Written for His Sister to Present to Their Mother "On Her Day"
A mi querida Madre en su día
¿Qué frases había que demostrarle pueda
La intensa emoción del alma mía
Hoy que ilumina de tu aurora el día
El llano tropical y la arboleda?
No pueda haber quien en ternura exceda
A la dulce expresión de mi alegria,
Y ruego a Dios que nunca ¡oh madre mía!
La nube del dolor hiera tu frente.
Que siempre pueda yo con alma ardiente
Apurar en tu alma inmaculada
Albas de luz y aromas del Oriente.
Tu hija: Ana Martí
To My Dear Mother on Her Day
What words are there that ever could convey
The deep emotion I feel in my heart
To see your halo illuminate the day,
And dawn, from tropic plain to woodland, start?
No joy more tender is there to exceed
The sweet expression of my happiness,
And I beseech God my prayer to heed
That sorrow's cloud your brow should never press
And I may always with a heart as ardent
Awaken in your own immaculate soul
The light of dawn and aromas of the Orient.
Your Daughter: Ana Martí
[Translated by Manuel A. Tellechea]
On this Mother's Day I am pleased to share with my readers this hitherto unknown poem whose authorship I have ascribed to José Martí, though it is signed by his sister Ana (Mariana Salustiana). The poem is dedicated to their mother Leonor Pérez on "su día," which was certainly her santo (Saint's Day) since neither birthdays nor Mother's Day were celebrated at the time. The poem dates from around 1866, when Martí would have been 13 and Ana 10. Since none of Martí's five sisters ever exhibited any literary inclinations or left any other poems or writings, it is not a farfetched conjecture that Martí wrote this poem for his sister to copy and present to their mother. The original, in my collection of martiana, is clearly in her handwriting, not Marti's. It also contains several neatly made corrections and additions from another hand, which we believe to be Martí's. Certainly the sophisticated style leaves no doubt as to Martí's authorship. The last line "Albas de luz y aromas del Oriente" is as characteristic of him as any line of poetry found in his writings. The precociousness of this composition, moreover, which not merely anticipates but suddenly explodes with the full bloom of Martí's genius, can leave no doubt as to our attribution.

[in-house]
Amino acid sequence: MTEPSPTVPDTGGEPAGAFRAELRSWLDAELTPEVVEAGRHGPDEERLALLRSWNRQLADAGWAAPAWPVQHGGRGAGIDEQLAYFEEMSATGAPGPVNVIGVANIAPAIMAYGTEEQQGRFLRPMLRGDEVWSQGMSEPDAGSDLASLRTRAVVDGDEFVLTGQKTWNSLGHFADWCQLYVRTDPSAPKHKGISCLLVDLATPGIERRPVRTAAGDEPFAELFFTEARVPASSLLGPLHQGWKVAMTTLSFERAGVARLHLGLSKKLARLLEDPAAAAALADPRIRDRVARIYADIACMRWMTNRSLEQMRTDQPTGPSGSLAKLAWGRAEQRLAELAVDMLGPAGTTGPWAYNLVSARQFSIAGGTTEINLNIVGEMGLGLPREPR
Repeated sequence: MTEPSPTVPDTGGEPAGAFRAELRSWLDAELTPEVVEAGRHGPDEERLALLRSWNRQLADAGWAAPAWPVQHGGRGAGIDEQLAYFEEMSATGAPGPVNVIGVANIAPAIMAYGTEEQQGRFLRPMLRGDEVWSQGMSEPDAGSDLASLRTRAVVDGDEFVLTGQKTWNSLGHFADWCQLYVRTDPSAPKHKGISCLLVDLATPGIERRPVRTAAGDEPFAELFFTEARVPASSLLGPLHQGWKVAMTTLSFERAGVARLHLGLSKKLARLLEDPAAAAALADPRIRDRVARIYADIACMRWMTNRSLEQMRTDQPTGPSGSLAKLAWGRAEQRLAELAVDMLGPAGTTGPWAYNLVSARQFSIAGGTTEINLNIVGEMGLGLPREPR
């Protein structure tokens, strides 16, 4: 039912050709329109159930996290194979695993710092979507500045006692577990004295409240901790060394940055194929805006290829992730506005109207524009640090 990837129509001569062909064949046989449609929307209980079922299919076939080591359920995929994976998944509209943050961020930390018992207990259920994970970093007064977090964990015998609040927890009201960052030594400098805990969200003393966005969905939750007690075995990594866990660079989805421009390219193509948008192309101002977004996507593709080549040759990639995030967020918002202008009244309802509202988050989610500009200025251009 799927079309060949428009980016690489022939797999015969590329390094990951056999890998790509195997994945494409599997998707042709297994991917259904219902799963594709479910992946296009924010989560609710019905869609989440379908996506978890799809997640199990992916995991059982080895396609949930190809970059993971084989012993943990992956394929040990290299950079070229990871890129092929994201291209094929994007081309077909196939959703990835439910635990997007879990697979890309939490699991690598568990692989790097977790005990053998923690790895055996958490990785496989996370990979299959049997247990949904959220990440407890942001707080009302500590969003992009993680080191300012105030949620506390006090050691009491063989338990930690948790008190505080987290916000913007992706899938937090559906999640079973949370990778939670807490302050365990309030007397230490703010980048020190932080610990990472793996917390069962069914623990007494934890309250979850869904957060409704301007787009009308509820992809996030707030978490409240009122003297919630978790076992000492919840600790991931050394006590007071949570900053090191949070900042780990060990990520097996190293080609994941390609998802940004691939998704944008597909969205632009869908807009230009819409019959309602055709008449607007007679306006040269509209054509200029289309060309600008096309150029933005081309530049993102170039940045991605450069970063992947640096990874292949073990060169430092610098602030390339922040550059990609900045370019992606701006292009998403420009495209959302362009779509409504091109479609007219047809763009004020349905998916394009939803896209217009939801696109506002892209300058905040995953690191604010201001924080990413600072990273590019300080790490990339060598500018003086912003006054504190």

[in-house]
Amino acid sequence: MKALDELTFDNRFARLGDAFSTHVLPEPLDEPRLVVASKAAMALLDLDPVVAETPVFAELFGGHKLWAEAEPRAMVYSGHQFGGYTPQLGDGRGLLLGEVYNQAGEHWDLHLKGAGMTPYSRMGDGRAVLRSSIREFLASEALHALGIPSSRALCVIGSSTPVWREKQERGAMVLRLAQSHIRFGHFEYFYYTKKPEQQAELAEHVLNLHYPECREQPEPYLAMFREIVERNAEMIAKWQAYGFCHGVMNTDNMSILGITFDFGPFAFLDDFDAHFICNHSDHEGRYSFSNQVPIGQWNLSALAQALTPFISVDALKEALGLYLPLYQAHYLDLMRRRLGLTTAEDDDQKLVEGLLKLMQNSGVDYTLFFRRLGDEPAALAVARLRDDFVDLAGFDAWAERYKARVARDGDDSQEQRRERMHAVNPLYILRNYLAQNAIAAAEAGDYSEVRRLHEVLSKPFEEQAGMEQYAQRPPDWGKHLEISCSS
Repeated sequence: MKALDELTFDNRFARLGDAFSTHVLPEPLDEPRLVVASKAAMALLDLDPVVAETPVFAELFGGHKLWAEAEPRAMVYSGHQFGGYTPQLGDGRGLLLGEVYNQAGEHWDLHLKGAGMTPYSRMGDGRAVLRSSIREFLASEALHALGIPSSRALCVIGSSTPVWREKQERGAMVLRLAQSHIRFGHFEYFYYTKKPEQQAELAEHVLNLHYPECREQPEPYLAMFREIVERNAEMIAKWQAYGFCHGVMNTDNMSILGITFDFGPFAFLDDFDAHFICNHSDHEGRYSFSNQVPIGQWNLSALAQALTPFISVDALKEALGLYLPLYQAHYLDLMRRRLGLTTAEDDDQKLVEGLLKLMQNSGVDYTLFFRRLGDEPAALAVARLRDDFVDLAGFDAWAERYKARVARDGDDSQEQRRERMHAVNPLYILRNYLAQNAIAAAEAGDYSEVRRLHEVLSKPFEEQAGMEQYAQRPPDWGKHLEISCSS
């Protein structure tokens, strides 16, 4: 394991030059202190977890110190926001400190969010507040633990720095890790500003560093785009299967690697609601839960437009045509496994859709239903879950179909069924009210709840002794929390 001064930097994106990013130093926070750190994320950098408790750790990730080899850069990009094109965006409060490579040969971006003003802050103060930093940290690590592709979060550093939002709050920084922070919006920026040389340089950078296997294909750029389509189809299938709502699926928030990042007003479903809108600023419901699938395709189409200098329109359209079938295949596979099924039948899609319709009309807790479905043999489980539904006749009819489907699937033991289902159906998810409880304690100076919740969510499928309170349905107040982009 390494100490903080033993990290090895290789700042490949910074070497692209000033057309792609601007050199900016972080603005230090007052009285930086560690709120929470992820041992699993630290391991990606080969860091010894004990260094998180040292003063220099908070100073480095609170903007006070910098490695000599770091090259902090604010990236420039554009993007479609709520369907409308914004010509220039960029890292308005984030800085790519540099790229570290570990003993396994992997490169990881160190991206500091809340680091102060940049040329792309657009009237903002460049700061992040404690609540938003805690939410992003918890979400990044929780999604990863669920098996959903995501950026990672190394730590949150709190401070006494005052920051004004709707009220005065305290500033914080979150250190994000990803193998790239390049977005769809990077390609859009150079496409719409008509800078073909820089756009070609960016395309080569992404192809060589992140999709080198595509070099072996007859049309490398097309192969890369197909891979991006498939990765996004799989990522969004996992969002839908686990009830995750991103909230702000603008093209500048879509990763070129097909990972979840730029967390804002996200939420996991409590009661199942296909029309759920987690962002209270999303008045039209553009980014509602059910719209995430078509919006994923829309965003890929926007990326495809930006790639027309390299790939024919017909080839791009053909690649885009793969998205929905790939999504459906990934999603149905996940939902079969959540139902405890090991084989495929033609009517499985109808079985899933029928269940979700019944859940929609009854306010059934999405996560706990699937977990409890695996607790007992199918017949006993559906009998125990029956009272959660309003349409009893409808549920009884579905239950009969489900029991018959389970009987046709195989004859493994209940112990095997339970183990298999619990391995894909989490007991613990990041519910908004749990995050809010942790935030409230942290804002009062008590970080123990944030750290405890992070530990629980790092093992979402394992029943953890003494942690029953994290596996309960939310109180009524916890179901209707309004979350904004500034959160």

In Seis Crónicas Inéditas de José Martí (Editorial Dos Ríos, 1997), which I had the honor to co-author with the eminent Cuban historian Carlos Ripoll, six unsigned articles by Martí were identified and translated (they had appeared originally in English in The New York Sun). These articles were later incorporated without our knowledge or consent, but, unexpectedly, with full acknowledgment to us, in volume 7 of the new "Edición Crítica" of Martí's Complete Works being currently published in Havana by the Centro de Estudios Martianos.
I consider this poem an even more important discovery than the six anonymous articles in The Sun, which, after all, were published 128 years ago in a well-known newspaper and would surely have been attributed to Martí by someone else some day, and, in any case, would never have been lost.
This poem, written on fragile tissue paper with embossed lacework borders, could have disappeared long ago and denied us this priceless example of Martí's juvenilia, of which there are very few surviving specimens. Among those is another adolescent poem dedicated to his mother as well as his earliest surviving letter, written at age 9, also written to her.